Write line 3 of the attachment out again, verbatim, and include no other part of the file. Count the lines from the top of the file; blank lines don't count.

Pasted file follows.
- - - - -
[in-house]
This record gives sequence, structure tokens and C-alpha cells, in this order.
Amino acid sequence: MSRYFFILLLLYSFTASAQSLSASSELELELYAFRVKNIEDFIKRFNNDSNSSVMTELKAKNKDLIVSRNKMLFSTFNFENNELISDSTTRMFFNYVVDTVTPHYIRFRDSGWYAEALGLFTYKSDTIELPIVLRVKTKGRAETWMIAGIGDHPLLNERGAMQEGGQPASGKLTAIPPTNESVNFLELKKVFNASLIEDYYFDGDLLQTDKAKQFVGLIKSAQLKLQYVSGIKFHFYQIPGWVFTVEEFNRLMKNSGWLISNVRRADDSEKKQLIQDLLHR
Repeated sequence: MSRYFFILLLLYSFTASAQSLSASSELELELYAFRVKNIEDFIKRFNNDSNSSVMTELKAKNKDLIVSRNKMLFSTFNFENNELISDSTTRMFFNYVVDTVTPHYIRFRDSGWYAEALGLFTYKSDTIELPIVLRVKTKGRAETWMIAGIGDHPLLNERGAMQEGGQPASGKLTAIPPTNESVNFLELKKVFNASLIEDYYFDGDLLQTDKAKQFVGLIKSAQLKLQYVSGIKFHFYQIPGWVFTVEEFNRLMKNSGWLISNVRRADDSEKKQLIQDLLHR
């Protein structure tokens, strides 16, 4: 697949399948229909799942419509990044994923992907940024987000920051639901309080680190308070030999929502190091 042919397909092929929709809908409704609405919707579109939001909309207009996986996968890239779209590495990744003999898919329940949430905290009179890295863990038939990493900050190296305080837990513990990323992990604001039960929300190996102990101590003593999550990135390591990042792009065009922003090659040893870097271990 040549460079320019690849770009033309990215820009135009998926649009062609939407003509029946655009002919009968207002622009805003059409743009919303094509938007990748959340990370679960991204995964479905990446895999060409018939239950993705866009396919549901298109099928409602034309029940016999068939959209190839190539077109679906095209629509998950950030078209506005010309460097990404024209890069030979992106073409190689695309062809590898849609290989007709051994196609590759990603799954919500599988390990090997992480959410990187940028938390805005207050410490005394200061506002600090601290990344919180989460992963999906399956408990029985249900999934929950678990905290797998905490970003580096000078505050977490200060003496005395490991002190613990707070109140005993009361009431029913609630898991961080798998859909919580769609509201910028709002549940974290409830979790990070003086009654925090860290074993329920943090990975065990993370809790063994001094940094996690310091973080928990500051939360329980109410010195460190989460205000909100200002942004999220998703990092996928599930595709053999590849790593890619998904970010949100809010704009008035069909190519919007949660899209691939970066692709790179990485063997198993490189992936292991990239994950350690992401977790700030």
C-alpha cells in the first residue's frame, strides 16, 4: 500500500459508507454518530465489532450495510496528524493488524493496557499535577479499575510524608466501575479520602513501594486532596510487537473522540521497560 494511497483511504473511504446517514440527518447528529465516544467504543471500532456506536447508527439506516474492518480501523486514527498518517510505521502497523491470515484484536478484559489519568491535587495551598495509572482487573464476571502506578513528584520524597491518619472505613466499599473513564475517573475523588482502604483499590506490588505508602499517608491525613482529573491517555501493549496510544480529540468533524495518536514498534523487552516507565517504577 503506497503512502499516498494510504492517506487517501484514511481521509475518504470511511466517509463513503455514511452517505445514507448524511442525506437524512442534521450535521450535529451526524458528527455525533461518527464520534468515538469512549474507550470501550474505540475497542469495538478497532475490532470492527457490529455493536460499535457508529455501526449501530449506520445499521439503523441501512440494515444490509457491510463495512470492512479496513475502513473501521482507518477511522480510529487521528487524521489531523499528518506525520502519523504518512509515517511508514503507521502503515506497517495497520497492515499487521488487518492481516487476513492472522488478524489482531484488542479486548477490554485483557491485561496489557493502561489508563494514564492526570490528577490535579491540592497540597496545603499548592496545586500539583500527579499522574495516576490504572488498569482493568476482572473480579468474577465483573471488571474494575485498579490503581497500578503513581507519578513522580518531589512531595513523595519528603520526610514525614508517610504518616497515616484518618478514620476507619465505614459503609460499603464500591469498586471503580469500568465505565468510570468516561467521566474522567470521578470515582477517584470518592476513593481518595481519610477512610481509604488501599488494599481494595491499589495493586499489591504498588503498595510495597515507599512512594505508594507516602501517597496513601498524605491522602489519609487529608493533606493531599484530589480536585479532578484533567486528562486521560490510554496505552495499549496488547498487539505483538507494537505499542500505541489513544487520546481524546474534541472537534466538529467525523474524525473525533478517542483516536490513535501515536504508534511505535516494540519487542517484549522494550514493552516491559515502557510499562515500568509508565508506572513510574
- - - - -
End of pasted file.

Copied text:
Amino acid sequence: MSRYFFILLLLYSFTASAQSLSASSELELELYAFRVKNIEDFIKRFNNDSNSSVMTELKAKNKDLIVSRNKMLFSTFNFENNELISDSTTRMFFNYVVDTVTPHYIRFRDSGWYAEALGLFTYKSDTIELPIVLRVKTKGRAETWMIAGIGDHPLLNERGAMQEGGQPASGKLTAIPPTNESVNFLELKKVFNASLIEDYYFDGDLLQTDKAKQFVGLIKSAQLKLQYVSGIKFHFYQIPGWVFTVEEFNRLMKNSGWLISNVRRADDSEKKQLIQDLLHR